And then comes Erin. Man, I love that relationship so much!…In parts. You see, when she was first introduced to the show, you get to see the ball of sunshine that she is and you immediately love her. So did Andy apparently, and I remember still surprised to see this storyline initiate and I was completely in for this idea; it was a sure thing. Now, I sort of like the idea that not all relationships are perfect or as great without many issues like Jim and Pam’s, which I like the risks the writers took with Andy and Erin’s relationship, but in parts I hate what they did. Instead of giving low risk problems that would not affect the relationship and we can see them grow as a pair, the writers decide to first have them be a “Will they/Won’t they?” type of relationship, which can be annoying in different forms of entertainment, and while seeing them try to confess to their feelings to each other is endearing, it can also be frustrating. Frustrating because these are the initial steps to an Andy Bernard that I despise. Andy, sometimes mistakenly, becomes a jerk towards Erin, even in their relationship, that it hurts to see such a sweet relationship just not working out; you can comment that it’s demonstrating a reality instead of a perfect picture, but if Jim and Pam can have their picture perfect relationship, then why can’t they? Erin isn’t certainly pristine either but Andy comes off worse in comparison when he mistreats her occasionally, and before all the chaos in that relationship furthered on, I still enjoyed and still like various moments in their relationship.
You still see a lot of greatness and huge likable traits in Andy Bernard that make him an endearing and lovable character.
Until another sudden shift happened to him by season 8.
We can argue that the show ended when Michael Scott left, and it’s not easy to argue against that. But Greg Daniels and co.(probably more so NBC) decided to continue the show, and before Michael’s departure, we see the storyline of who will become his new replacement. Even before that, Will Ferrell in premise sounds like an amazing replacement that might not reach Michael’s level, but can be great on his own and resemble Michael in some form or fashion/ Thankfully he did not stay because his character was garbage(we can make another topic on just that). So if it’s not Funny Man Will, then who can? I remember the “New Boss”storyline was interesting but also nervewrecking because I’ve heard from fans that after Michael’s departure, that’s when the show falls apart and fails. In certain degrees I have to concur with such a motion, but I was hoping the show I was loving so much didn’t become a boring, painfully unfunny show for another season…I became surprised there was ANOTHER season in addition to that. The ideas swirling of having Darryl, maybe Will Arnett(I remember seeing him from seeing clips of this episode back when it came out), Robert California(I was hoping so much that he wasn’t), to even Andy as a boss. I really had no idea who would have taken the spot. Dwight might have made more sense, but I understand they wanted to hold it off until a perfect ending(but then a spin-off was gonna happen? Ugh). When they announced it would be Andy, I was so happy to see this character who started off as a secondary role like I mentioned, into a manager! The idea looked like it might be great…Until it the greatness didn’t last very long.
Seeing his initial developments as a manager was charming because you see a guy who’s struggling to be liked just like Michael, but what’s different is that he is nervous about fulfilling the role of Michael Scott, which just like how Him told him, he didn’t have to. Apparently the writers didn’t take heed to his worse because although in those initial steps he was starting to crumble as a likable character, they later massacred his entire character. They made him into a lovable goof with a heart of gold into a complete neurotic douchebag. The writers tried so hard to push him into becoming Michael Scott, that it was brutally unfunny and made him into a worse version of what Michael ever was. From being super selfish and emotionally abusive to Erin, breaking off what could have been a wonderful relationship for no reason, be dreadfully horrible and abusive to Nelly, turn into a complete moron out of nowhere, made his whole issue with his personal life into a mess of a storyline that detracted from the show, like him being worse with his glory days in Cornell, to daddy issues, to him sailing off on a damn boat, leaving Erin there to be stranded. They tried to make him Michael Scott so much that they literally gave hi his traits, his old jokes, be a moron, AND hate Toby for literally no explained reason; perhaps that was the point, he became Michael Scott, but it did not work at all. Whatever piece he had of that good old Andy we had is tarnished. Gone. It’s one of the most painful downgrades to a character I have ever witnessed, and painful because it’s from a character that I used to love so much. Whenever you see him not wear those colorful pants, you know that’s not an Andy you’re gonna love. It’s so excruciating and heartbreaking to see how they butchered him without an explanation or anything that will ever make sense to me. They put him on a downward spiral to failure to where he took his douchebag act to music and acting, that they ended his arc with being a little resentful and just working at Cornell. I consider that to be a really bad conclusion for him because I feel he had so much more to give. You can tell most of the writer left by season 9 but couldn’t those people know who Andrew Bernard is? It took only to the ending of the show where I felt the Andy that I loved was there, but sadly way too late to make an appearance.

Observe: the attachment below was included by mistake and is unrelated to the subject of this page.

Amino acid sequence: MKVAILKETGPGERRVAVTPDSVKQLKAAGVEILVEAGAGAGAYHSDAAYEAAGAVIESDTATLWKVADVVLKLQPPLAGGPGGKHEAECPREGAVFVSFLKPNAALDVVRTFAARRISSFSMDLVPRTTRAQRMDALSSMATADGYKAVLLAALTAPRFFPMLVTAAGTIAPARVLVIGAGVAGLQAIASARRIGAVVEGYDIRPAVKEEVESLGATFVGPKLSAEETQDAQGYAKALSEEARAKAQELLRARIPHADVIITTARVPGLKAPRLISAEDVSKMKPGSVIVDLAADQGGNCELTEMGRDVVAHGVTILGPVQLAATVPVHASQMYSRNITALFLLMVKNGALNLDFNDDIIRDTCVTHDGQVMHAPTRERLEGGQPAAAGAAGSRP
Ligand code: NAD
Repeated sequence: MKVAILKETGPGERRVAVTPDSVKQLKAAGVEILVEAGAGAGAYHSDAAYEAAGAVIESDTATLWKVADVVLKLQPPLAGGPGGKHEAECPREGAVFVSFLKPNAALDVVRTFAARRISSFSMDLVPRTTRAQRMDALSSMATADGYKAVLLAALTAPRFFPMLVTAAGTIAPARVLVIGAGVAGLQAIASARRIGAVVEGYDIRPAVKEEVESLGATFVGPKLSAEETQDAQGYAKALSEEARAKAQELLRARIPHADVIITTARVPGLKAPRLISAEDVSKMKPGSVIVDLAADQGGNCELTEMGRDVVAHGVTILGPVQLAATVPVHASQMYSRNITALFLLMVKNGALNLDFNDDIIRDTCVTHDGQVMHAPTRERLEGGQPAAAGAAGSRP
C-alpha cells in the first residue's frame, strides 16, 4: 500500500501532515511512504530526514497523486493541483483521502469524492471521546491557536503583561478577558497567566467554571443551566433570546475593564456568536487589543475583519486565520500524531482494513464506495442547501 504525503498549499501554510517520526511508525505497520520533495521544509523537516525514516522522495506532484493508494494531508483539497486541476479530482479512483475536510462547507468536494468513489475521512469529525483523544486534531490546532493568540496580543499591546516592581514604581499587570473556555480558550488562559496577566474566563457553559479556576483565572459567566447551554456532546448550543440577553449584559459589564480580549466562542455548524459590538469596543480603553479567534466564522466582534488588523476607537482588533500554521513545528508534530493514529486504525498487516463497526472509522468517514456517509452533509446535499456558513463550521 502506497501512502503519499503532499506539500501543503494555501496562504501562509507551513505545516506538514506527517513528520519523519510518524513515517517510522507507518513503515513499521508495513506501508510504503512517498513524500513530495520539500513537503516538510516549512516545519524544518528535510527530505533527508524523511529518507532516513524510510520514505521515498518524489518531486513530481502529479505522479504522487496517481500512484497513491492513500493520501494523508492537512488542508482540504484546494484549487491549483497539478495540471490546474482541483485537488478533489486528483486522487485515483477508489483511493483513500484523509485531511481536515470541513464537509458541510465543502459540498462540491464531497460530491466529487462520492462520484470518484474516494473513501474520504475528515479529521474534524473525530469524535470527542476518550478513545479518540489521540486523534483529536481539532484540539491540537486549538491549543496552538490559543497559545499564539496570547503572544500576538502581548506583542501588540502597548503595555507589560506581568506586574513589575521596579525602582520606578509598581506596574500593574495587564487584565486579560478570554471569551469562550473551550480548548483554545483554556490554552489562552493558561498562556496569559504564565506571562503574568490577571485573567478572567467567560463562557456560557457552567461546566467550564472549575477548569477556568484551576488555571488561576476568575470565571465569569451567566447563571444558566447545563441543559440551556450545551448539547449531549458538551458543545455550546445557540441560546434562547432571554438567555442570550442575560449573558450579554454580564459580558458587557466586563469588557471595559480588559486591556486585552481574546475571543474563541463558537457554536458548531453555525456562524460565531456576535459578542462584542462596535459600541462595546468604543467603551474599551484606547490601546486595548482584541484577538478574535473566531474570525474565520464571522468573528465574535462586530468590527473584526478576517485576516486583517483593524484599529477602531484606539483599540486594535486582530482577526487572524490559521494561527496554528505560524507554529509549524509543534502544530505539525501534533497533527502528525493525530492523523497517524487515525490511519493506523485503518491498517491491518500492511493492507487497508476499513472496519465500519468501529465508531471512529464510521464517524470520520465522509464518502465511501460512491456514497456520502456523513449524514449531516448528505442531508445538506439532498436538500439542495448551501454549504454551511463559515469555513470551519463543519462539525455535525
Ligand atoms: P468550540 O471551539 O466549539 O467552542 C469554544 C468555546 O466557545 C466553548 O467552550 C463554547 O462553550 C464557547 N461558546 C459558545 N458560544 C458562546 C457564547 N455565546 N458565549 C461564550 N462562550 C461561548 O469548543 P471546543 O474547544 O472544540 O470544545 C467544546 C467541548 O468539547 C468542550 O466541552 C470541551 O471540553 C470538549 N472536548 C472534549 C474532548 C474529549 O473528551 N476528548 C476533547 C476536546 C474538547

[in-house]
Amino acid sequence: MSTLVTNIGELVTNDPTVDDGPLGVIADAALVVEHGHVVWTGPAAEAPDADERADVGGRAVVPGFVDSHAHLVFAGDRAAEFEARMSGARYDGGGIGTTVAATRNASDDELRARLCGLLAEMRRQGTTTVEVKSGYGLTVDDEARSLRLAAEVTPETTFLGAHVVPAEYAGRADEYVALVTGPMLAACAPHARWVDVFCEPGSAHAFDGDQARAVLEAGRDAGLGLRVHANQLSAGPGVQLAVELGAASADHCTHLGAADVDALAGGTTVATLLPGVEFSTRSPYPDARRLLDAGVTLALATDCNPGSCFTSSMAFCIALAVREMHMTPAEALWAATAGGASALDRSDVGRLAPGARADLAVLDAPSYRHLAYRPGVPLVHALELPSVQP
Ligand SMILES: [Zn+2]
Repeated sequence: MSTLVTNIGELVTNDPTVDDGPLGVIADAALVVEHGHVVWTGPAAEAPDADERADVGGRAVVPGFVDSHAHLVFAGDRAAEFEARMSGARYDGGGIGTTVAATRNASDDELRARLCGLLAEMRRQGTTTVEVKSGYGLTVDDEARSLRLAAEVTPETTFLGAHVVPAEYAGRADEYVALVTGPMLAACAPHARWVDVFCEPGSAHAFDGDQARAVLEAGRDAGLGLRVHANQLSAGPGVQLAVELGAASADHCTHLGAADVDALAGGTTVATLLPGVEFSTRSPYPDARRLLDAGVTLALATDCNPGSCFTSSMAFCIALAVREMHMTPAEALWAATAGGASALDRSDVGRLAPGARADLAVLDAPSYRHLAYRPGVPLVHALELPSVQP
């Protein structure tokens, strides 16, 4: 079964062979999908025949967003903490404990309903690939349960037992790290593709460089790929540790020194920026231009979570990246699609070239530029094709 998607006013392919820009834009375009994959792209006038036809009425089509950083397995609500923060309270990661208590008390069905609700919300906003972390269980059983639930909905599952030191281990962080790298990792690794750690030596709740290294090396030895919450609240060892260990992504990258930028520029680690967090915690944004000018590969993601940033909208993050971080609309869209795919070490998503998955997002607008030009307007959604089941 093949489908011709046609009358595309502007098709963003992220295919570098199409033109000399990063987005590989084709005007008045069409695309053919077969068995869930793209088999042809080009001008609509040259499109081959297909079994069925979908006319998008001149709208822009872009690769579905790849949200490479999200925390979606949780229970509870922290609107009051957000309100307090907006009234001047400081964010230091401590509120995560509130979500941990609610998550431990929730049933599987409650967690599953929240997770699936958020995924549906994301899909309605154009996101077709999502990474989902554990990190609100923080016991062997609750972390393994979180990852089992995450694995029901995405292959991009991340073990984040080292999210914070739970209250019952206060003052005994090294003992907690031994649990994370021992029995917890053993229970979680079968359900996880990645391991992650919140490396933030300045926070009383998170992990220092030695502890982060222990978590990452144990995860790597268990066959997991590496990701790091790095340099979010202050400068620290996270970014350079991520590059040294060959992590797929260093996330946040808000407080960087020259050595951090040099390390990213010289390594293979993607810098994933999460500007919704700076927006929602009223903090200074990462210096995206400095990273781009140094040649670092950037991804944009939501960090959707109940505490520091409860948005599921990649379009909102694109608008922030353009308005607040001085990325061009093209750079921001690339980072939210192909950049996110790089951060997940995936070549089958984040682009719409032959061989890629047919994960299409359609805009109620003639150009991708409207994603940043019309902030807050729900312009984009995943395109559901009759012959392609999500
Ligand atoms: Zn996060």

Indeed, Andy. Indeed. The writers definitely knew what they did, or they wouldn’t give us this ending with his character. I saw somewhere that they argued that perhaps his downfall was suppose to serve to Dwight’s betterment as a character, but I believe it was too much of a risk that didn’t pay off. It’s tough to go through reruns with Good Andy because you know how his arc concludes and it’s so painful to know that it’s not good at all. But despite the end of his character, I still enjoy his character when he was in his prime and it’s something that won’t be completely taken away. But unfortunately, because of horrible handling, it casts a shadow to an otherwise great character.